I saw the value proposition for travelers the first time I used one — during a layover in Minneapolis-Saint Paul last September.
If you’re stuck in an airport, you might as well do something useful, like order food, surf the Web or swear to your Facebook friends that you’ll never travel by air again the day before Thanksgiving.
OTG, a travel restauranteur with foodie pretensions, has bet heavily on the iPad, installing thousands on tables and bars in four of North America’s busiest airports: JFK, LGA, MSP and YYZ (Toronto). Last week the company announced plans to install 6,000 more in United Airlines’ terminal at EWR (Newark).
iPads offer a different value proposition for the food industry, and not just in airports. I suspect The Verge’s Josh Dzieza has nailed it:
Beneath the glitzy new hardware, OTG is using iOS to automate its restaurants’ workflows. When you buy something, OTG’s software, called Flo, sends the order directly to an iPad in the kitchen. You pay either with frequent flier miles or with a credit card, swiped at a reader on the table. When the order is up, the kitchen notifies a server through an iPod touch each employee carries. If an order doesn’t get picked up in a timely manner, the system pings the entire staff. “We have accountability every step of the way to make this a much more efficient process,” says OTG’s Albert Lee.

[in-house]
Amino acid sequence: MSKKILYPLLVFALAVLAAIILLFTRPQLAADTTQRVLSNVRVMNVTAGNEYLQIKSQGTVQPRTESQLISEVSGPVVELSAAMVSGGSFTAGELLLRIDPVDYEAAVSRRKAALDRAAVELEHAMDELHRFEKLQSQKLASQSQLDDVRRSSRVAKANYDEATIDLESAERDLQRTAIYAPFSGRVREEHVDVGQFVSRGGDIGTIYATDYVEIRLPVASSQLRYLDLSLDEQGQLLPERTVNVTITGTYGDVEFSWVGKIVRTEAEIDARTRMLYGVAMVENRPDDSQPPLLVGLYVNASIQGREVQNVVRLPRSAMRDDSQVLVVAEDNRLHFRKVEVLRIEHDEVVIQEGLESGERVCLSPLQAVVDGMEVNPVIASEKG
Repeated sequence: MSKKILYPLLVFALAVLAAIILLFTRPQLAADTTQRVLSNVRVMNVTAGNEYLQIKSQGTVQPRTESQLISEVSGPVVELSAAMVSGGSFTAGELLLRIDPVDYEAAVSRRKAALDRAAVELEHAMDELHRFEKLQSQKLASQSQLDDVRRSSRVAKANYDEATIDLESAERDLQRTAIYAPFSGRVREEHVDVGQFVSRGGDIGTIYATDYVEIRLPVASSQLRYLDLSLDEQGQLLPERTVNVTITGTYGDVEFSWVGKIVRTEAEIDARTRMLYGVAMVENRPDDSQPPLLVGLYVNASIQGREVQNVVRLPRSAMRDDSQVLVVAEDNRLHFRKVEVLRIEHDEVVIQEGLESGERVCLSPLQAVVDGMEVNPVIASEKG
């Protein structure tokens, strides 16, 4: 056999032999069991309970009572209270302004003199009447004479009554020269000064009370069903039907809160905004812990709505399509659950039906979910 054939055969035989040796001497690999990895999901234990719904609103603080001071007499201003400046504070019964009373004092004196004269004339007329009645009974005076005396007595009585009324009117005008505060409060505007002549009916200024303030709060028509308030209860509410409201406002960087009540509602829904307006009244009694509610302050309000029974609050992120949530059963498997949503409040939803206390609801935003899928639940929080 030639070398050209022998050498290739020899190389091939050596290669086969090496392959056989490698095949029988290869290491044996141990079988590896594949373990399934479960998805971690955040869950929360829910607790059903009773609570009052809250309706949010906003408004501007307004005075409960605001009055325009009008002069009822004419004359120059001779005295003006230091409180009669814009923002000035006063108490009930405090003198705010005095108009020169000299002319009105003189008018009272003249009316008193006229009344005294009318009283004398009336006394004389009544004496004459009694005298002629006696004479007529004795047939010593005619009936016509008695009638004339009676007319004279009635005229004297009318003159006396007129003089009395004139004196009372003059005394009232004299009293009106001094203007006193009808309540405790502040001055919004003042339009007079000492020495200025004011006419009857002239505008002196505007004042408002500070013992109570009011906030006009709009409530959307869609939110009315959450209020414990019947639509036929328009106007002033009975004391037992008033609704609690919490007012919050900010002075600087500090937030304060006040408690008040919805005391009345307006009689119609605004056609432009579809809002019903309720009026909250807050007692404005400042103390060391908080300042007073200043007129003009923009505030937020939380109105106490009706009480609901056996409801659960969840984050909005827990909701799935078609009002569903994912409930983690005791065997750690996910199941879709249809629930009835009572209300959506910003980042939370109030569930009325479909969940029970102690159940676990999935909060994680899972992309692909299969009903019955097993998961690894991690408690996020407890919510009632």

As more elements of restaurant and retail work have been automated, it’s created new opportunities for employee monitoring — if software is telling workers what tasks to do, it’s easy for it to also tell someone whether those tasks have been done. Managers like it because it provides data on individual performance and creates pressure for employees to pitch customers harder. Of course, it also raises concerns about surveillance of employees.
I took this snapshot of airport iPads in use — or at least available for use — at the Delta terminal in Minneapolis.
The other photos come from OTG’s site. They’re a kind of travel porn: No crowds, no baggage, endless seating, screens aplenty.
Click to enlarge.
Follow Philip Elmer-DeWitt on Twitter at @philiped. Read his Apple (AAPL) coverage at fortune.com/ped or subscribe via his RSS feed.